In this era of banking where online banking and mobile banking has became a daily affair for many of us (esp. in cities), any technical bug in the backend software used by banks can have an impact whose severity is difficult to assess without the occurrence of the incident. While the primary onus of correctness of the software is on the verification engineer, in the era of multi-processing and multi-threading, the design structure and the coding style matters a lot. Many of the artifacts of complexities in the current systems are non-deterministic and non-repeatable and cannot be verified with guarantees. Thus, the designer is also equally responsible for a bug that leaks into the production system.
Recently, I hit up on one such bug in a recent banking transaction, which we have studied as a fundamental problem in concurrent systems. Apparently, the example studied in books consider the scenario of banking transaction and hitting the bug in reality reminded me of the same. To explain the situation, I had INR 7316.88 in my account. I transferred INR 3000.00, which attracted a service charge and tax of INR (50 + 9). This triggered 2 transactions in parallel - deducting the 3000.00 and deducting 59.00 as service charge from the same account. It could have possibly happened in sequence - 3000.00 deducted first and then 59.00. But somehow, the banking system's code treated them as 2 parallel threads and invoked them in parallel. Now what happens - 3000.00 deducted from 7316.88 leading to a balance of 4316.88. Now 59.00 should be deducted from 4316.88, but due to this happening in parallel with 3000.00 deduction, it deducted 59.00 from the original amount of 7316.88, leading to a balance of 7257.88. The transaction of 59.00 got completed later than 3000.00, ending up with a total balance of 7257.88 in my account. The below snapshot proves this incident (listed in reverse order of date - the last entry is older transaction than previous).
This is a clear concurrency bug which could have been avoided by using proper locks in the software code (for those who understand the terminologies). What this incident brings to forefront is that there are bugs for such simple situations still existing in production banking systems which many of us just rely on and use regularly. This one ended up being beneficial for me and hence I am not worried. What if the reverse had happened - The final balance turned out to be lower than expected. I would be running from one bank counter to another, and they would blame it on the software without being able to help themselves. This might get resolved, but would take time. What if people do not notice this - then it is a matter of chance that it would be fixed.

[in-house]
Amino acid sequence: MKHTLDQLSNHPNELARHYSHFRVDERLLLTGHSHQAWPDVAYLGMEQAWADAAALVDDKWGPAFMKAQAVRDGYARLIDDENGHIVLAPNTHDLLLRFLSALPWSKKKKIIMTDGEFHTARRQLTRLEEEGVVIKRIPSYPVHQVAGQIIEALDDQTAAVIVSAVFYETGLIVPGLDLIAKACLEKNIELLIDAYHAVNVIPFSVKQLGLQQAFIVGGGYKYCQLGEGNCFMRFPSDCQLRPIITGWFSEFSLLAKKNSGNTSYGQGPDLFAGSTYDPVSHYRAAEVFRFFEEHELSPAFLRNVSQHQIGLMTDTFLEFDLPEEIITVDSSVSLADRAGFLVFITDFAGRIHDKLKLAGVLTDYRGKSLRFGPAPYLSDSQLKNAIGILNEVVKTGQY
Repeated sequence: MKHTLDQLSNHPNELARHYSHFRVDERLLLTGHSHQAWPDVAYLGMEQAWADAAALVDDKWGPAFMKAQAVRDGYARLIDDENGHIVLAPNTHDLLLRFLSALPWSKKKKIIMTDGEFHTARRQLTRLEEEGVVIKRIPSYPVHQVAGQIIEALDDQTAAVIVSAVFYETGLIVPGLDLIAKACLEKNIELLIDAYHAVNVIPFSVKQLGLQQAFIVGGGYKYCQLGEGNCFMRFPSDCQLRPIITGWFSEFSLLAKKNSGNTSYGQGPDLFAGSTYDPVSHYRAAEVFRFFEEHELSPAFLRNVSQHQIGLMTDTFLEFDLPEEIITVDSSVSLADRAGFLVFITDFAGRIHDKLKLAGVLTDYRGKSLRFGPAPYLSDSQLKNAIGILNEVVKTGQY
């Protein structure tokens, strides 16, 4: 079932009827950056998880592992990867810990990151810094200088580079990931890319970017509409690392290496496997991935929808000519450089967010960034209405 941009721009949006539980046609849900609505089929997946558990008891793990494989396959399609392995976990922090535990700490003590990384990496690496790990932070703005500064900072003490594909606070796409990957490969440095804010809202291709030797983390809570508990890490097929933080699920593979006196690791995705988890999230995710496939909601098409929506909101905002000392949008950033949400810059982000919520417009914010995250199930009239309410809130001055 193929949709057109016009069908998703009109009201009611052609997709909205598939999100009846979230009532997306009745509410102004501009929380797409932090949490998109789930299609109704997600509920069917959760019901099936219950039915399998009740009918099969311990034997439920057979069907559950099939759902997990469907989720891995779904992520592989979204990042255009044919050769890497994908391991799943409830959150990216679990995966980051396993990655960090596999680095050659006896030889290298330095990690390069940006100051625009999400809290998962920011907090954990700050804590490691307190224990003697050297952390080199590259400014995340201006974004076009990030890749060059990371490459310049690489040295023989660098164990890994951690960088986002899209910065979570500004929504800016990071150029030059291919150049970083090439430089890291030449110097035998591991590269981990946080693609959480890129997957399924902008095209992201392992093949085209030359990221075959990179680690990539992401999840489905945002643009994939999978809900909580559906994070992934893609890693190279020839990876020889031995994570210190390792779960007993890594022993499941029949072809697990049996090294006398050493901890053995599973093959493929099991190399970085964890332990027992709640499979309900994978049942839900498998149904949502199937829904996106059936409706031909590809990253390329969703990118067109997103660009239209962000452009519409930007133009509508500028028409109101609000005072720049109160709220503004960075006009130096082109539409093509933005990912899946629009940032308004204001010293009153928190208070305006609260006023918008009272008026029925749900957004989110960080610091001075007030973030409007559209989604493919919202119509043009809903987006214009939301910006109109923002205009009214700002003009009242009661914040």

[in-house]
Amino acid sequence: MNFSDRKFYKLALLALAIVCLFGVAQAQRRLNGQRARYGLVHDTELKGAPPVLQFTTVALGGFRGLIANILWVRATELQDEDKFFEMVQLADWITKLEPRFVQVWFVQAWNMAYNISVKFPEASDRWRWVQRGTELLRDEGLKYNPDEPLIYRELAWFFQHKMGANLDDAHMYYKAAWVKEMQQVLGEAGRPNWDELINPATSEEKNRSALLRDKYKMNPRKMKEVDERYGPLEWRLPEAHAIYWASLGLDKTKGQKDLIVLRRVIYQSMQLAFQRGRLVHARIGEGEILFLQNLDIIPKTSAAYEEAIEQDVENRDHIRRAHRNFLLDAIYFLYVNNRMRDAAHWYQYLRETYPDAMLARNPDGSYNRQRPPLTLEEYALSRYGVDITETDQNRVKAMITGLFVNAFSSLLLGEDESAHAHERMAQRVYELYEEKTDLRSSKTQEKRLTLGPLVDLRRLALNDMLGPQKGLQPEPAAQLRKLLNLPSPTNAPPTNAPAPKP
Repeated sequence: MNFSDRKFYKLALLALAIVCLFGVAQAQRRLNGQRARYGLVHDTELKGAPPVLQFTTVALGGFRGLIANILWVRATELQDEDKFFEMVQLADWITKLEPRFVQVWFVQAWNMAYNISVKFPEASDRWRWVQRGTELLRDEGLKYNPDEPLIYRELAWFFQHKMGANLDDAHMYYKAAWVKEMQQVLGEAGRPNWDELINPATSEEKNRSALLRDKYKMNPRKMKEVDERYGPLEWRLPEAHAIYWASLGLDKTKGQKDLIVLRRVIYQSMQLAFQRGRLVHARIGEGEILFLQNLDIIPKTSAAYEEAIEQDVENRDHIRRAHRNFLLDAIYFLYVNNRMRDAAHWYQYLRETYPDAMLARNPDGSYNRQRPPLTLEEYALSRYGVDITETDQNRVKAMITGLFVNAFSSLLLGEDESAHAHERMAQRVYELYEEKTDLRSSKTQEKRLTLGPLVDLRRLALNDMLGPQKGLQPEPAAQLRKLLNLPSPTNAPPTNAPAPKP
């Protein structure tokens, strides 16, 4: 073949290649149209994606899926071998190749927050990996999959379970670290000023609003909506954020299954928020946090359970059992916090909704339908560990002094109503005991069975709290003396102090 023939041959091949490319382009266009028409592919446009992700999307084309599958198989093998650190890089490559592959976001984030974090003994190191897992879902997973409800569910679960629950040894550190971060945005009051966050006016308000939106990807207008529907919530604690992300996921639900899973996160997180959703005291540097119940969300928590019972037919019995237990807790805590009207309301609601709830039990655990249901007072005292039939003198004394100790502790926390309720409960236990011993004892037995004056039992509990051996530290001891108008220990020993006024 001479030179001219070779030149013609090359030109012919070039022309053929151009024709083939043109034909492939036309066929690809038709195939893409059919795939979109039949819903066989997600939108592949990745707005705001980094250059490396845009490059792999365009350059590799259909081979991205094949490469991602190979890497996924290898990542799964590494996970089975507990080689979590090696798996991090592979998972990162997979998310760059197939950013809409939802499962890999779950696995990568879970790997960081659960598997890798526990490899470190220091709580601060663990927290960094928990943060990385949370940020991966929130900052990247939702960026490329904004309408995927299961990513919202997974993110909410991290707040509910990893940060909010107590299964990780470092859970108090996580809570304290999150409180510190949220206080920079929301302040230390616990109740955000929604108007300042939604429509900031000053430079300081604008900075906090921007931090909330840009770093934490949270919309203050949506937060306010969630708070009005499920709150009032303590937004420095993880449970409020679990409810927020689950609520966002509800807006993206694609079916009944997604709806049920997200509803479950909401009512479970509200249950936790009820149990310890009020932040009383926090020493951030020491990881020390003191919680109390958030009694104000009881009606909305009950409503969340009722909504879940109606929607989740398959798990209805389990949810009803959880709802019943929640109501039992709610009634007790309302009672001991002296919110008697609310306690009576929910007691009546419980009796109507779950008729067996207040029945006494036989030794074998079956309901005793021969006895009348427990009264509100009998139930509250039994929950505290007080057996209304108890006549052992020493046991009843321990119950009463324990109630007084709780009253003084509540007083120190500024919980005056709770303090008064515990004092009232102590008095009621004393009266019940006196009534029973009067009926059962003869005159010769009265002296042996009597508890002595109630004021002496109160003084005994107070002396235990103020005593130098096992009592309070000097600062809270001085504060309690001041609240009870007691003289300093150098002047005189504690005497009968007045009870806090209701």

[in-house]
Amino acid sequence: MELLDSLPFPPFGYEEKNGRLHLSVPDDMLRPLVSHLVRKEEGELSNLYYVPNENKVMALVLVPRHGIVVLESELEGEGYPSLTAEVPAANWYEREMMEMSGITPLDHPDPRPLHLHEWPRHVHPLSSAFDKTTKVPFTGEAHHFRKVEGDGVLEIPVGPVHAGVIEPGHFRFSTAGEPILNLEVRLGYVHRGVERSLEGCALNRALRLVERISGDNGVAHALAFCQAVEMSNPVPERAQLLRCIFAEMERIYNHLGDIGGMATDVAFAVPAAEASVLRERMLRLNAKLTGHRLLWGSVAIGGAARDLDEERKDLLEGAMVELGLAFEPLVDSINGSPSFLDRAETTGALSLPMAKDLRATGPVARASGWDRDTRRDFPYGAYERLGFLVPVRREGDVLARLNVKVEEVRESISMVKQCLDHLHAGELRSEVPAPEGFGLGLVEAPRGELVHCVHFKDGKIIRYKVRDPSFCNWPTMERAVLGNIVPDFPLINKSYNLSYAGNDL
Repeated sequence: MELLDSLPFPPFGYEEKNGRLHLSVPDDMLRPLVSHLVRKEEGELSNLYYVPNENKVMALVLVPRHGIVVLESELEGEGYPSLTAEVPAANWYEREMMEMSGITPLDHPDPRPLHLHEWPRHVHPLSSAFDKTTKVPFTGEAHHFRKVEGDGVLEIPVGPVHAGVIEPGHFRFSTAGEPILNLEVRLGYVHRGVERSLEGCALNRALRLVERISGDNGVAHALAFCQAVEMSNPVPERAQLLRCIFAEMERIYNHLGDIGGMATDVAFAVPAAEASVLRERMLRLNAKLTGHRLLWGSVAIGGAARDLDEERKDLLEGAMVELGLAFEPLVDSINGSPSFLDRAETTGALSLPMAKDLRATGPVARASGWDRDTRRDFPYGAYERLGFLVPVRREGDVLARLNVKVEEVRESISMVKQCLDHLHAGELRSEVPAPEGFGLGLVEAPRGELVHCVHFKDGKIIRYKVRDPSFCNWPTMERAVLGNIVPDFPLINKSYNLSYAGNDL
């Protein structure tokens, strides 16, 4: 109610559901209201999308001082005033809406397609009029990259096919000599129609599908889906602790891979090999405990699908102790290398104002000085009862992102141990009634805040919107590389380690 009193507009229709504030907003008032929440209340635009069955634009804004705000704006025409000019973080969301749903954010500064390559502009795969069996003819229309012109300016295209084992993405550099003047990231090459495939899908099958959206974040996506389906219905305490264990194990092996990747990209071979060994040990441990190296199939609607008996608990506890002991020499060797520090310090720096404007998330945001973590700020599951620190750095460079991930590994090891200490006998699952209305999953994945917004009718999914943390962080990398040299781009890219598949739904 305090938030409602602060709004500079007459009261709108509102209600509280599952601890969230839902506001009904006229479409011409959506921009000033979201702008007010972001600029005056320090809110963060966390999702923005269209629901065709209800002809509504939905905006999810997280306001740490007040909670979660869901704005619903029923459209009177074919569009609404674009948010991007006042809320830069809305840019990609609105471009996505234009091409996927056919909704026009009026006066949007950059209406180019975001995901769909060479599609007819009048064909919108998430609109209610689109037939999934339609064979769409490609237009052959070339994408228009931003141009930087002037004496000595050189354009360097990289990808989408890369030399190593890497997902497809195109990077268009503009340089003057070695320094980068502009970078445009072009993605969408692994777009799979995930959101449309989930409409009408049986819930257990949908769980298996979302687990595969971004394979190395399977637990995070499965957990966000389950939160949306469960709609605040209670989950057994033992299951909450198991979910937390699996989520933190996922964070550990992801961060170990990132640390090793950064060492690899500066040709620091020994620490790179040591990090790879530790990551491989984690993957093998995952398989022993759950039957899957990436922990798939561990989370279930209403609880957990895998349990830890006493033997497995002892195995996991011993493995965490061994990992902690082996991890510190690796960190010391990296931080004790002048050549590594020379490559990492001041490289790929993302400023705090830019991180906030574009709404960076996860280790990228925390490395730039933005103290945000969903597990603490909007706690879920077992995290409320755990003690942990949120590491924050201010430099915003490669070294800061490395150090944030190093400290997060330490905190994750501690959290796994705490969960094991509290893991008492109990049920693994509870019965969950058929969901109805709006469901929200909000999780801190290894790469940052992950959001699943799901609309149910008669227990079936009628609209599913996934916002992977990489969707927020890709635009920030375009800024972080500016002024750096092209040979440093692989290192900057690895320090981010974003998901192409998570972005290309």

I was able to withdraw 7000.00 later from the account, leading to no way that the software could fix the problem some days later. I am waiting to see what happens and how the system goes with this. I have no intent to keep this amount and I would eventually return it, once the bank identifies their issue.
I would expect that the application developers understand the severity of such incidents and do their due diligence in ensuring the quality of their software. I would also hope that the bank staff and the customers do not trust these systems blindly.
Happy online banking to all !!